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JB Models Light Tank Mark VI

Ian Hanratty


This model like all the other kits from this manufacturer is moulded in a light grey soft plastic. the kit comprises 33 parts. the box also contains an instruction sheet and a very well laid our decal sheet.  The kit gives you the choice of building any one of the three main variants of the mark v1 light tank, and includes alternative parts for each variant. the kit built straight from the box will give you a basic representation of the vickers light tank mark v1.

The hull is devoid of all rivet details which is a shame as the real vehicles were built using riveted construction and the hull and turret were litrally covered in rivets, the kit scales out okay in overall height and width with the hull being about 2mm short at the lower rear plate, but as I used a photocopy of Ken Musgrave's plan published in Military Modelling in June 1986 I am not 100% sure of the accuracy of the photocopy plan, as phototcopied plans are not accurate.

The model looks okay sitting side by side with a Cromwell Models Vickers Light Tank Mark v1.  The construction of the hull is of the flat pack type and is straight forward, however note that the first stage of the instruction sheet is printed in reverse, also note the different parts needed to build the different versions. I had to use a little filler on the joints and the grooves that are on the hull sides and roof, i do not know what they are supposed to represent but assume they are supposed to be the armoured plate joints these are just a little heavily done. the rest of the hull and turret construction presented no problems, just take care when cleaning the parts up as the plastic is very soft. Use the back edge of a knife only.  Notwithstanding the above minor criticisms, J.B Models are to be congratulated for producing a world war two british light tank in injection moulded plastic at a very affordable price.  Well done

Lets now take a look at how to detail the basic kit, and produce one of each variant. with a look at some conversions that are possible on this vehicle.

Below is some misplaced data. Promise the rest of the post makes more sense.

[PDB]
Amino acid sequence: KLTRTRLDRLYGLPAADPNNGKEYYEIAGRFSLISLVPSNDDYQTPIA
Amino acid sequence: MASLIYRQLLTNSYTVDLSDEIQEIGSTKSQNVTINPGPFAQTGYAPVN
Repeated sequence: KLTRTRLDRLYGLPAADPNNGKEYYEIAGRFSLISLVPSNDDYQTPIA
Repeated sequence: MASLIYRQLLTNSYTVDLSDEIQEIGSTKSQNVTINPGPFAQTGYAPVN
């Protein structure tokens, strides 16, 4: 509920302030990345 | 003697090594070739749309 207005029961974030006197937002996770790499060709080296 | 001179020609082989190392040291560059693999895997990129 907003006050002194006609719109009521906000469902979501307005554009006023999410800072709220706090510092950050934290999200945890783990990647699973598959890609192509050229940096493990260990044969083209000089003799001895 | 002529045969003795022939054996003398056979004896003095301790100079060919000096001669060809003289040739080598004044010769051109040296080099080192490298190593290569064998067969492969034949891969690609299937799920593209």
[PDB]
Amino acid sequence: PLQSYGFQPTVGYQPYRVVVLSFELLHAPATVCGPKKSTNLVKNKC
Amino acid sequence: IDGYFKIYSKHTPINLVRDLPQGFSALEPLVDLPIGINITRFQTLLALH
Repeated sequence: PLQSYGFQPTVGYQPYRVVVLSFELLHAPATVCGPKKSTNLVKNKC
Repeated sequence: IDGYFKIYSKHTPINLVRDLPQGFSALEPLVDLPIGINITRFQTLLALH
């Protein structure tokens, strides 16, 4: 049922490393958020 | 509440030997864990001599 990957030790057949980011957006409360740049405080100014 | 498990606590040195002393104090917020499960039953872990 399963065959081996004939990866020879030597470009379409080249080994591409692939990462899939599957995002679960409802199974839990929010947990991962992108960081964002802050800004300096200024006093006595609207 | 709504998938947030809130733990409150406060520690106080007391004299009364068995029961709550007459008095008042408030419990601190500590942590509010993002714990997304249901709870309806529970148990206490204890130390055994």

First the hull should be built up as per stage one but leave off the armoured louvres for the engine deck. fill in the joint gaps and grooves, rescribe the plate gaps as necessary. if you choose to open up the drivers hatch do so at this stage.  If you choose you can replace the detail in front of the drivers hatch. use either thin plastic card or brass stock, use photos to help in this area also replace the handle at the front of the engine deck.

If you decide to add the rivet details to the kit, which in this scale would be almost invisible using any plans or photographs you may have. mark out the position of the rivets, you could try any of the following methods:

1) Try adding a dot of lighter coloured paint than the main colour in the relevent positions. I tried this method out on the review kit and was resonably happy with the result, I used a cocktail stick to add the paint. When the rivets were dry i applied a thin wash of dark brown water colour paint to tone down the rivets.

2) For this method I drilled out the marked positions and then inserted 10 thou. plastic rod which is glued into position, trimmed to length. when all the rivets where finished on each side I lightly sanded the side to get them all level.

3) You could shave the rivets of a donar kit, such as the Airfix World War  One or Grant kits them glue them into place, when each rivet is in position go over the row with liquid glue this will help to seal then into place permanently.

4) Using a punch and die set make rivets and glue them into position as above this works well in the larger scales but rivets made this way maybe to large for 1/76th scale. unless you can alter the size of the smallest punch.